Office Whiners: 5 Ways to Shut Them Up

Dude, you're killing me.



In every workplace, there’s bound to be a whiner. The nag who moans and groans all day and complains about everything. (I know I’ve worked with my fair share.)

“It’s too cold in here.”

“The coffee sucks.”

“I don’t get paid enough to stay late.”

While some may see it as a minor annoyance, the office whiner can actually eat away at productivity and cause otherwise happy workers to sour on management and the company as a whole.

“Hey, maybe it is too cold in here. And come to think of it, this coffee isn’t my favorite…”

Then productivity dips as people are forced to listen to the complainer — or they spend time complaining about the complainer. It’s a vicious cycle.

“Negativity impacts people. Then people take on that same characteristics and become negative. It feeds off their energy,” said Charity Hughes, incoming president of the Philadelphia chapter of the Society of Human Resource Management and vice president of HR North America for SCA Americas.

And it can even cause brain damage, according to an Inc. magazine report:

Research shows that exposure to 30 minutes or more of negativity —including viewing such material on TV — actually peels away neurons in the brain’s hippocampus. “That’s the part of your brain you need for problem solving,” he says. “Basically, it turns your brain to mush.”

It’s likely that the whiners feel some kind of injustice, said Lynne Andersson, associate professor of human resource management at Temple University‘s Fox School of Business. Plus, there’s a psychological reason.

“Whining and complaining about work gives you — as the whiner — distance from your work,” she said. “It’s self-defending.”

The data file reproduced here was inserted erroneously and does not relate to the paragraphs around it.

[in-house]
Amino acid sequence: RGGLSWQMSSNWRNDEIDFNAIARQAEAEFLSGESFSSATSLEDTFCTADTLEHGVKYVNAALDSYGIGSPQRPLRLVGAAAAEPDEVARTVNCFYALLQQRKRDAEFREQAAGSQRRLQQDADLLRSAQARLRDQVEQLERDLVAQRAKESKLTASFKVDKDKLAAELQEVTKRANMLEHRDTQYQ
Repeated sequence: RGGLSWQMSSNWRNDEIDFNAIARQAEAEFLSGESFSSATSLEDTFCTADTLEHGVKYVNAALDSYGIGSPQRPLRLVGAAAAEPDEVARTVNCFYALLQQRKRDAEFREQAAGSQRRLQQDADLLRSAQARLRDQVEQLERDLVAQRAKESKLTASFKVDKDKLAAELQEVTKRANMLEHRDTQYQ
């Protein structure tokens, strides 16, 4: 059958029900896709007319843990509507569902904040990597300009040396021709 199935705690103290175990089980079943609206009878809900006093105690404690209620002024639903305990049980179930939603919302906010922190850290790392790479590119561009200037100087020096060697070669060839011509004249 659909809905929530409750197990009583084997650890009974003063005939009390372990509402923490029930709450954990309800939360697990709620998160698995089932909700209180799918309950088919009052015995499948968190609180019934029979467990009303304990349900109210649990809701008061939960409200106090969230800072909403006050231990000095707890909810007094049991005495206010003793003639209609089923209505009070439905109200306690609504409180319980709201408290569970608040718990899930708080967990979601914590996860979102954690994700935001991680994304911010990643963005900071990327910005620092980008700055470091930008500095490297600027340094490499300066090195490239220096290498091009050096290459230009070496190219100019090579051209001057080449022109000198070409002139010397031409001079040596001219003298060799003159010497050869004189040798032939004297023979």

Ready to tackle the problem? Here’s five ways to deal with an office whiner:

1. Confront Them Head on: Rather than being a silent sufferer, let them know that their constant whining is bringing you down. Maybe they don’t even realize their doing it. Wait until they’re whining about something really trivial (like having to participate in an office birthday party) then call them out on it.

2. Weed Them Out: If you’re conducting job interviews, you can weed out an office complainer before they’re ever hired. Ask them to discuss past workplace incidents where there were disagreements. Are they overwhelmingly negative? You might have an office whiner on your hands. Do they discuss ways they avoided conflict and came to resolutions? That’s a keeper.

3. Get Positive: Be the bigger person. Let them know you hear what they’re saying, then ask them to talk about something positive. What is working in the office? What do you like about the job?

4. Empower Them: Oftentimes, people complain because they don’t feel empowered, said Peter Cappelli, director of the Center for Human Resources for the Wharton School of the University of Pennsylvania. You think the coffee sucks? Well, here’s our budget, find us a better vendor. Either they’ll succeed and everybody gets better coffee, or they’ll fail and realize it’s not as easy as they thought.

5. Ignore Them: When all else fails, give them the silent treatment. Lots of people in your life are going to be negative — some you’re forced to deal with (family and friends, I’m looking at you) — and others you just ignore. So when a colleague starts whining, don’t engage them. It just may get them to shut their mouths after a while.

Ever dealt with an office whiner? Tell us your story in the comments section below or on the BizPhilly Twitter page.